February 3, 2006

Nucleotide supplements may protect digestive tract

By Megan Rauscher

NEW YORK (Reuters Health) - Nucleotides, available over the counter as "health food" supplements, are biologically active and reduce gastric injury, according to a report in the medical journal Gut.

These compounds "could provide a novel inexpensive approach for the prevention and treatment of the injurious effects of non-steroidal anti-inflammatory drugs and other ulcerative conditions of the bowel," investigators from Imperial College and Hammersmith Hospital, London, conclude. The NSAID painkillers they refer to can often lead to stomach inflammation or ulcers.

The team notes that nucleotides serve as building blocks for making DNA and are marketed in either pure or mixed forms to promote general health. However, data on the true biologic activity of orally administered nucleotides is limited.

"With many healthy subjects and patients taking nucleotides for the prevention and treatment of multiple conditions, including gastrointestinal disorders and postoperative recovery, we decided to examine on a scientific basis whether nucleotides could help protect the gastrointestinal tract from injury," Dr. Tania Marchbank told Reuters Health.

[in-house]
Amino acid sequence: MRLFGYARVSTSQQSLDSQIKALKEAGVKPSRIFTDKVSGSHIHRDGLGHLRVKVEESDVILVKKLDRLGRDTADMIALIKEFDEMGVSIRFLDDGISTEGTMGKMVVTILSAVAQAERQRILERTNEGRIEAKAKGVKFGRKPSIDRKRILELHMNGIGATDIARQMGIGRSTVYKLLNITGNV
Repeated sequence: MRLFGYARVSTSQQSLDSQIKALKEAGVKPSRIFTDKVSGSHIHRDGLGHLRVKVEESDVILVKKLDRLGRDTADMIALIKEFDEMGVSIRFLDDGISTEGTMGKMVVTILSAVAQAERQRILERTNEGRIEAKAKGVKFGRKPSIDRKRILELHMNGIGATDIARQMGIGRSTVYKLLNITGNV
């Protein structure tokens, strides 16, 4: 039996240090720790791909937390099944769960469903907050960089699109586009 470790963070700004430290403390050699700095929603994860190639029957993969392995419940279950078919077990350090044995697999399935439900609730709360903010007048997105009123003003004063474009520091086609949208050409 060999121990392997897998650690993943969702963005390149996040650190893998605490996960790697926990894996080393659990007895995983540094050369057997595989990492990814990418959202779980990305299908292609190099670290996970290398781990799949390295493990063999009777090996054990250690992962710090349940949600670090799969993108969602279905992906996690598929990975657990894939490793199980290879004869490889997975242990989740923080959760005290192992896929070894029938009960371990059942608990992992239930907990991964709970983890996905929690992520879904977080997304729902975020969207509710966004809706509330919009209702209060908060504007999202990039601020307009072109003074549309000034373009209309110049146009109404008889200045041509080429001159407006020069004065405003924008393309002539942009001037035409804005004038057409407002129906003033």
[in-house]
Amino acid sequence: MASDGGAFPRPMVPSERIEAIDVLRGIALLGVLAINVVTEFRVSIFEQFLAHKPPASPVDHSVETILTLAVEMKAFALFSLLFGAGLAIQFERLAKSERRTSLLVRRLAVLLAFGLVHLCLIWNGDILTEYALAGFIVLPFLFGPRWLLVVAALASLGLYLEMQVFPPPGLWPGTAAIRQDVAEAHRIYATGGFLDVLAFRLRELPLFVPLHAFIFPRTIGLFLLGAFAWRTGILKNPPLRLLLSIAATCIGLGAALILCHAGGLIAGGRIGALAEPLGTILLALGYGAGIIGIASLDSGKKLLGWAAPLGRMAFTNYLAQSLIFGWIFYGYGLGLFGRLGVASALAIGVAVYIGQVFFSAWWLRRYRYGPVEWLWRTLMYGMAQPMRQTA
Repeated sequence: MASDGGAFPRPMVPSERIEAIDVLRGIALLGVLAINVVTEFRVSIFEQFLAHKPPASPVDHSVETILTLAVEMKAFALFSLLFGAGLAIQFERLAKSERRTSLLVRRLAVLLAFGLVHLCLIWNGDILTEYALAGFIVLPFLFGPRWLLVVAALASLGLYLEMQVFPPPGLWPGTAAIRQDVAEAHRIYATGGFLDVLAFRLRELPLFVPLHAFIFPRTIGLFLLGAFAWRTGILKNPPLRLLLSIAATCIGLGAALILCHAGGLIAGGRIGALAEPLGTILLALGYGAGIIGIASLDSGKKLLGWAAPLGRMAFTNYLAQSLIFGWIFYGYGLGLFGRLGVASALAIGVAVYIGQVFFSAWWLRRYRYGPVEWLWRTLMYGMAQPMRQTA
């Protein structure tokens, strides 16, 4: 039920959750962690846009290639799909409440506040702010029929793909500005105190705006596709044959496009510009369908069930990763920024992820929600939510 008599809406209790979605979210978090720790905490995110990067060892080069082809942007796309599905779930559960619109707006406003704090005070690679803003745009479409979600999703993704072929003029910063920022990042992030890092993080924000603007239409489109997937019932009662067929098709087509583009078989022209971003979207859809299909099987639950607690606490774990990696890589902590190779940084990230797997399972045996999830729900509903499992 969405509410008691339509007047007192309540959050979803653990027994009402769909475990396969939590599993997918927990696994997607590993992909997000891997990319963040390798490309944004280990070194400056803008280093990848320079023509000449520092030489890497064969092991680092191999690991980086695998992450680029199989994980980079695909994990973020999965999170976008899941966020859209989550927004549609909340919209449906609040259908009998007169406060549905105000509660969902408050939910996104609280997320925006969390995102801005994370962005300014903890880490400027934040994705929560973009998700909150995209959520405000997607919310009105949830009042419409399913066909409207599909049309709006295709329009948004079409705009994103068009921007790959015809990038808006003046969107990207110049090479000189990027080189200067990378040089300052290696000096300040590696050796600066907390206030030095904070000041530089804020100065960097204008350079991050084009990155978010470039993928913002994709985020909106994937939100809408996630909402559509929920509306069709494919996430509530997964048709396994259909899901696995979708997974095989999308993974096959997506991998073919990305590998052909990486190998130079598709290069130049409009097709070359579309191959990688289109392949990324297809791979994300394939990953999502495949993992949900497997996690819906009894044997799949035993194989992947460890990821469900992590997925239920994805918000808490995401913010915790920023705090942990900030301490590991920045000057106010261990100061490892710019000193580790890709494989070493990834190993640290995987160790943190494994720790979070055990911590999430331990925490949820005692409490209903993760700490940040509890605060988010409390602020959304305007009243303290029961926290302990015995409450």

In lab-dish experiments with human and rat tissue, the researchers found that the addition of nucleotides led to an approximately twofold increase in cell migration, a known biological repair response.

Nucleotides also encouraged proliferation of some types of cells but not others, according to the research team.

Moreover, in rats with induced gastric injury, oral administration of a mixture of nucleotides significantly reduced the degree of injury.

"These results," Marchbank noted, "emphasize that the division between 'food products' and 'drugs', when considered in terms of biological activity, is far from clear and that these products should be considered as 'nutriceuticals' or functional foods."

Similarly, "the idea that natural products are 'safe' whereas conventional drugs are 'dangerous' is a gross oversimplification," she added. "Further studies on the potential benefits (and risks) of nucleotide supplementation, therefore, appear justified."

SOURCE: Gut, February 2006.